Things to Ask Before Choosing a Hardwood Floor
So you’ve decided to get hardwood flooring. Easy enough, right? Decide on a wood and be done with that.
Not too quickly. There are plenty of variables which will determine what kind of hardwood floor your house can accommodate, and what’s going to look best with your existing or planned decor and furnishings.
You have some basic choices: solid hardwood and engineered wood. Strong timber is what you normally think of as a hardwood floor: thick, solid planks of timber. Engineered wood is made of a veneer layer that sits atop a core of plywood. This construction deals with moisture somewhat better and is recommended for concrete slab subfloors. That brings up another point. The building of the floor you’re working with pretty much will dictate what sort of wood you can use.
Here is the way to prepare yourself for picking a hardwood floor for your property.
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1. Where will the timber be moving?
Installing hardwood flooring on another story is considerably different than doing this in a cellar. A space under ground level is what is known as below level. A floor that is even with the outside ground level is on level, and any flooring above this are above standard. Where you’re installing the timber will restrict your recommended choices.
“For instance, you’re not supposed to put solid wood under grade, since the moisture coming up through the ground can cause problems,” states Bob Hagen, that owns Magnus Anderson Hardwood. “So a engineered timber is recommended.”
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2. What’s the subfloor made from?
Find out which kind of subfloor you’ve got. The three most frequent types are concrete slab, plywood and particleboard. This can help you determine whether it’s possible to install solid wood flooring, or if an engineered timber would be best.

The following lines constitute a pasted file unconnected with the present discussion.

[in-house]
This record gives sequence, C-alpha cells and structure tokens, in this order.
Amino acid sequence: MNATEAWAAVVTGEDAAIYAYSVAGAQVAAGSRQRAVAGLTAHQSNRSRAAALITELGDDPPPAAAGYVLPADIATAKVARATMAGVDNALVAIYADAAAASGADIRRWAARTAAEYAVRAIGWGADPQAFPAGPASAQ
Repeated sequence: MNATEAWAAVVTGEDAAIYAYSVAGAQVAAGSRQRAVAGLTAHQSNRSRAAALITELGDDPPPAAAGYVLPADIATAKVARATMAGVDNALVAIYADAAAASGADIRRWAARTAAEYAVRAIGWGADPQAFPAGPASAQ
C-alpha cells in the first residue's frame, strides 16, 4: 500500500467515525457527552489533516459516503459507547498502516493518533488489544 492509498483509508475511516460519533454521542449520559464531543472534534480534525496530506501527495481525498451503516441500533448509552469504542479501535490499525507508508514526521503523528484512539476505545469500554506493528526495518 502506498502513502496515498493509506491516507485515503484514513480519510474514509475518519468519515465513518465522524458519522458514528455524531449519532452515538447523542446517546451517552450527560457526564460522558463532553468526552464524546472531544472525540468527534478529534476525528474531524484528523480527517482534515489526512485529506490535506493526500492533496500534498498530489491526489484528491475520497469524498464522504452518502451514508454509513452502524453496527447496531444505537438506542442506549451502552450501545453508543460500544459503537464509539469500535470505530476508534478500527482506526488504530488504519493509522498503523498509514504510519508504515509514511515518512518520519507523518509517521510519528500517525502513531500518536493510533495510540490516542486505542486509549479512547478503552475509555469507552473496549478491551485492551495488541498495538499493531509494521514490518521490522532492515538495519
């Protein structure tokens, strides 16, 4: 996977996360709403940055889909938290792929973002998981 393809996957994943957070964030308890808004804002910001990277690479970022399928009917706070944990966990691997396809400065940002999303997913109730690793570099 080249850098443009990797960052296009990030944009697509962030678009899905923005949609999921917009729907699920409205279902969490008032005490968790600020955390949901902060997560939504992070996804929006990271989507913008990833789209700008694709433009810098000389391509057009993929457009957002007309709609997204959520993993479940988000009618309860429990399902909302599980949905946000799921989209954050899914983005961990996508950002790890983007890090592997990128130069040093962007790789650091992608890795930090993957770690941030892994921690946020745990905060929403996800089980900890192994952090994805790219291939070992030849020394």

Concrete. “If you’ve got a concrete slab floor, you’re pretty much confined to engineered timber,” states Andrew Zheng, director of Unique Wood Floors, that specializes in and boats prefinished hardwood. But do not worry. You can still get any type of timber in an engineered arrangement. And the depth of the veneer engineered timber changes. Higher-end engineered forests “are no less than solid forests in price and performance,” Zheng says.
(Note: The hardest forests, such as Brazilian cherry and hard maple, will ding within an engineered floor if the plywood onto which they are veneered is soft, such as lauan, that is a commonly used base.)
Another choice is to put in plywood over the cement, but you’ll have to cover the further plywood, insulation and labour. “Most people just opt to stay with what they have,” Zheng says.
If you’re not sold on the engineered product, Hagen says there is a way to have solid wood to a concrete slab (provided that it is on tier). It just needs to be glued, rather by an experienced practitioner.
The drawbacks are that you need completely flat boards (difficult to come by in longer spans), and the adhesive is so strong that there is a permanency to it. “If you’ve got a leak or a flooding, getting the material up is unbelievably difficult,” Hagen says. “You’ll also need to check the VOCs [volatile organic compounds, which can be toxic] from the product. And we ask customers about any chemical sensitivities.”
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Plywood. This is most likely the most frequent subfloor and enables the maximum versatility with hardwood flooring. You can nail solid timber on top or use engineered timber.